Here's a start. The historian Norman Roth, in his Daily Life of the Jews in the Middle Ages, writes about the role of women in Spain (as well as Ashkenazic lands) at that time. On pg. 54, he writes:
...in all Muslim lands, and in Christian as well as Muslim Spain, women had equality with men in all business transactions. This meant that they could acquire goods and property in their own name, sell the same, and often engage in significant commercial transactions. In Christian Spain, at least, property was in joint ownership of husband and wife, and documents of purchase or sale bear the signatures of both. There were, both in Egypt and in Christian Spain, examples of women who achieved considerable success in commerce and became quite wealthy. In Europe generally, Jewish women often engaged in business, assisting in farm work or selling goods, and this helped family finances, or in some cases was the sole means of support while the husband pursued talmudic studies (that became far more customary than in the early modern period in eastern Europe).
All women could sew, as well as spin wool or cotton and weave, and many also earned money this way (this was probably not the case with the more aristocratic women in Muslim lands). Young girls were taught these skills by their mothers.
For more information, see the "Jewish Women in the Middle Ages" chapter in Jon Bloomberg's The Jewish world in the Middle Ages. One of the most important books for your question is Jewish Women in Historical Perspective, ed. Judith R. Baskin. A great chapter called "Sephardi Women in the Medieval and Early Modern Periods" by Renee Levine Melamed particularly covers a lot of ground. For example, on pg. 133-134 she writes:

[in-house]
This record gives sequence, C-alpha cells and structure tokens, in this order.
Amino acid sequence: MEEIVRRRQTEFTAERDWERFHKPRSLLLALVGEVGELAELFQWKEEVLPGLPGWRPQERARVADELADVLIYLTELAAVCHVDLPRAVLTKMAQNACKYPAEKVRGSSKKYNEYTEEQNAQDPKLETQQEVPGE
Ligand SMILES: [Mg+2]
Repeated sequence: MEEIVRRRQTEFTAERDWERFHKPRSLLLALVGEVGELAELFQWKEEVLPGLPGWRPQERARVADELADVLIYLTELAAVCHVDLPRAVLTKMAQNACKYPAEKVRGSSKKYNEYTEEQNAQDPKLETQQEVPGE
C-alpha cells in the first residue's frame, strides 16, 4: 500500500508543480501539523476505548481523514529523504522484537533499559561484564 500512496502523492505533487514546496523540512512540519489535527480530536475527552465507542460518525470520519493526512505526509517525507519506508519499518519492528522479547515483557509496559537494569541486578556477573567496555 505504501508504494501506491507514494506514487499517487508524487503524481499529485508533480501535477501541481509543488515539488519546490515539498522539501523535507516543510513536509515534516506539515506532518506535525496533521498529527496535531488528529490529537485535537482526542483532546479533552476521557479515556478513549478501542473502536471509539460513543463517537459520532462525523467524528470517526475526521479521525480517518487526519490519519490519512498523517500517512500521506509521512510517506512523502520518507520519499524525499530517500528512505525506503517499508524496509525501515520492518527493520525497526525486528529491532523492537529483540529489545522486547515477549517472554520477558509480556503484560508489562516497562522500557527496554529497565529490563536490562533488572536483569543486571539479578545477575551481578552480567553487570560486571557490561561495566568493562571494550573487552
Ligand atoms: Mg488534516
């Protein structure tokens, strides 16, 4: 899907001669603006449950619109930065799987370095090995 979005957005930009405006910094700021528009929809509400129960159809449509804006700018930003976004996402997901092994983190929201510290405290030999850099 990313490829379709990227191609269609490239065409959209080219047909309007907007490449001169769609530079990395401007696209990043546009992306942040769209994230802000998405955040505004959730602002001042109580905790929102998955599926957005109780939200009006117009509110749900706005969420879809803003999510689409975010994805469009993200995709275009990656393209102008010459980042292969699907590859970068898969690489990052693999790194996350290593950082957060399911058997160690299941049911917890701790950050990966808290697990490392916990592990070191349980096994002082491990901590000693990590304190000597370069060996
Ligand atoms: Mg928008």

The discovery that Jewish women participated in the medical profession in medieval Spain is unexpected in light of the meager education usually provided for girls of all faiths in Spain. Most women were illiterate, although "their illiteracy was not an obstacle to carrying on practical business." Ashtor explains that a girl's education was the responsibility of her mother, who taught her spinning and other forms of domestic work. Both Jewish and non-Jewish women supported themselves by spinning, knitting, or weaving, while those in comfortable financial situations learned these crafts as pastimes. Beyond needlework, the poor Jewish woman had very limited options. There are examples of Jewish girls as servants in Jewish homes, but this was the exception rather than the rule, and most household servants were not Jewish. Sometimes the community provided means of livelihood for less fortunate women. For instance, "Jewish and Moslem women were engaged as professional wailers by Christians as well as by their own coreligionists."
Hope that helps.